Chinese authorities sentenced a government critic to 19 years imprisonment for daring to question the government crackdown against Uyghur Muslims in China’s largest province.
Authorities arrested Zhang Haitao, a member of China’s Han ethnic majority, for social media posts criticizing government policies concerning Uyghur Muslims, and sentenced him to jail for 19 years, according to the Associated Press. Authorities charged Zhang with subversion and espionage, but his wife, Li Aijie, told the AP that they trumped up false charges against him to discourage anyone else from questioning government security methods.
“They wanted to make an example of him, to scare anyone who might question what they do in the name of security” Li told the AP. “Even someone who knows nothing about law would know that his punishment made no sense.”
Li told the AP of her husband’s fate after arriving in the U.S. with her son earlier this week, with the help of a U.S.-based aid organization.
China turned the province of Xinjiang into a police state and claimed that Uyghur Muslims in the region were responsible for bombings, riots, and stabbings and pose the potential threat of radical Islamic terror. Authorities outlawed public prayer and beards in the region, tried to force Muslims to eat during Ramadan and has installed surveillance equipment to monitor mosque congregations in the region.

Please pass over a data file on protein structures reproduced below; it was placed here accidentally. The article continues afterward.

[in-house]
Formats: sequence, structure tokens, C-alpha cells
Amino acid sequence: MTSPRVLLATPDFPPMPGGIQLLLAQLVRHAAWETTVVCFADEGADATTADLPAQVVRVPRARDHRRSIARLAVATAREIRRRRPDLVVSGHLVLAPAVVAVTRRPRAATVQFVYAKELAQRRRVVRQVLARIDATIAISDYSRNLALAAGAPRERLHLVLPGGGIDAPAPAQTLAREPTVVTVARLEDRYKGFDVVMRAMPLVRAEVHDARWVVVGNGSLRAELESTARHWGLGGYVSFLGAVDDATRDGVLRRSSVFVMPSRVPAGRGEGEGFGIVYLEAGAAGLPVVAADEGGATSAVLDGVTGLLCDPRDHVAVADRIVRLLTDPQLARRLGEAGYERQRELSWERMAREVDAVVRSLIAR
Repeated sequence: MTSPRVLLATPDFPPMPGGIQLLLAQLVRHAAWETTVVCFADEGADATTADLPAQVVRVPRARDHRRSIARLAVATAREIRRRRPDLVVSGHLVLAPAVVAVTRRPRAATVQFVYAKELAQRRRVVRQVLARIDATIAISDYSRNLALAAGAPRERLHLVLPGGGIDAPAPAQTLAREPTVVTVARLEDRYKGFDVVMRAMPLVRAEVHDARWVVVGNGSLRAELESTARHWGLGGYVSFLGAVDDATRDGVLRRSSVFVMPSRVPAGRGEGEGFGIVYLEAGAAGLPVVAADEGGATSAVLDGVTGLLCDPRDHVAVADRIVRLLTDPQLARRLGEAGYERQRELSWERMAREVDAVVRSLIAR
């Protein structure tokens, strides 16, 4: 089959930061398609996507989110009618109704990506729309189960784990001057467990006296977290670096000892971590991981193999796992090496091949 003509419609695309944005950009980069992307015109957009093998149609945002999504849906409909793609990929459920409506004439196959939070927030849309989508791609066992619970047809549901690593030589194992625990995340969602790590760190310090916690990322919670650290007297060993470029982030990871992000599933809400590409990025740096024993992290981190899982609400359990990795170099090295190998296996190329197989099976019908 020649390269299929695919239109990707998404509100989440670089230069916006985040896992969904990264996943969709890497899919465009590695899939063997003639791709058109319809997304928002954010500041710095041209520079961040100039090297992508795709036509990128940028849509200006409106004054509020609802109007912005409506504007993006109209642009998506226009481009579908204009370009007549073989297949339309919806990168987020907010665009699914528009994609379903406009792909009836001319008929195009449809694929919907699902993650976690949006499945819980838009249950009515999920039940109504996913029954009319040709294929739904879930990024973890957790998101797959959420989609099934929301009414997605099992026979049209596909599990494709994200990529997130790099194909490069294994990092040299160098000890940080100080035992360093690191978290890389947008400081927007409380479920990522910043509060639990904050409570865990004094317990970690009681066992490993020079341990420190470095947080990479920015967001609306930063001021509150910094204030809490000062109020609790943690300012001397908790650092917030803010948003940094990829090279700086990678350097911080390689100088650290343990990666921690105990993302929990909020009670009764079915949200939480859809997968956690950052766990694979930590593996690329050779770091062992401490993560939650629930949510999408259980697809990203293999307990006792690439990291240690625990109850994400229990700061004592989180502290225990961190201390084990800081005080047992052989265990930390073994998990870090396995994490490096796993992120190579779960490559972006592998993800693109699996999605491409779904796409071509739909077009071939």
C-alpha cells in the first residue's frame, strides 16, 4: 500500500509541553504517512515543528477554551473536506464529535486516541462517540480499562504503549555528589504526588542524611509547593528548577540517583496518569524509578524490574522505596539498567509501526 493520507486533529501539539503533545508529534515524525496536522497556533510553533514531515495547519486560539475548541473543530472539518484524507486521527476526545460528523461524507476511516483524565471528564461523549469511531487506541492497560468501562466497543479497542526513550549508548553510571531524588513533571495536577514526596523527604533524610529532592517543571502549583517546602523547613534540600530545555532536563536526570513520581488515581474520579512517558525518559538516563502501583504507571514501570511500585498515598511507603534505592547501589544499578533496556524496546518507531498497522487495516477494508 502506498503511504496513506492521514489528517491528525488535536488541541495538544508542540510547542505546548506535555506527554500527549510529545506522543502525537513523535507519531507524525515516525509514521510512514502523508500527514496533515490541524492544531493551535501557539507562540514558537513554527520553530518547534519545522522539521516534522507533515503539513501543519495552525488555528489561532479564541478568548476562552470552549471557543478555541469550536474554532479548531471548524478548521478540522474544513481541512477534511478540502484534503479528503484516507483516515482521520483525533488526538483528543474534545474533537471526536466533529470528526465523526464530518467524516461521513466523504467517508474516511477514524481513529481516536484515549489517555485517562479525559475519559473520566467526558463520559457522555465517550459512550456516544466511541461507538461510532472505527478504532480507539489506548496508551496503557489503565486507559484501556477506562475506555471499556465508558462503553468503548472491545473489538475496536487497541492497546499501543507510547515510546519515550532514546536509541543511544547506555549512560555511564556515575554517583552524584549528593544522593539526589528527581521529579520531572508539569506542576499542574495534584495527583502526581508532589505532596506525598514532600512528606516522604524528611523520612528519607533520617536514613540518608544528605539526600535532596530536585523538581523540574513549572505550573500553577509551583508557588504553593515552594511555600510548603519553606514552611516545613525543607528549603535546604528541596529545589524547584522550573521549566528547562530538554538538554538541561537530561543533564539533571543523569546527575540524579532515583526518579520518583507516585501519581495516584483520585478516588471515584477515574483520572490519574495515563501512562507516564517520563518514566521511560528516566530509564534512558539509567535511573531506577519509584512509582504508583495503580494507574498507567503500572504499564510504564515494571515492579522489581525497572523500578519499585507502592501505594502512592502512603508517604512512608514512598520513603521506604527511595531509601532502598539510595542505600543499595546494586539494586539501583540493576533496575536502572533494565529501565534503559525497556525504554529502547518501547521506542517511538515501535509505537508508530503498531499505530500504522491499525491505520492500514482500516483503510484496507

Zhang moved to Xinjiang more than 10 years ago to search for a job, and shortly thereafter began making observations on social media about what he considered to be the extreme nature of the security measures authorities enacted against local Muslims. He warned that continued oppression of the Uyghur people could lead to radicalization instead of routing it out, and called for dialogue instead.
Chinese authorities arrested Zhang in 2015 and convicted him in 2016 of having “resisted, attacked and smeared” the Communist Party and its policies via 274 social media posts he published between 2010 and 2015. The conviction earned Zhang 15 years in prison. Authorities added five more years to Zhang’s sentence for talking to foreign media and providing them with pictures and documentation of government security measures and actions against Uyghurs in Xinjiang.
Zhang is only the latest in a series of critics arrested for questioning China’s security policies concerning Uyghurs, but his arrest is unique since he is a member of China’s ethnic majority and is also not a Muslim. Wang Lixiong, another Han writer and government critic, said Zhang’s most grievous act in the eyes of the government was calling for dialogue, which he says officials saw as inexcusable defiance.
“The government removes the middle road so it leaves two extremes. You’re either their mortal enemy or their slave,” Wang told the AP.
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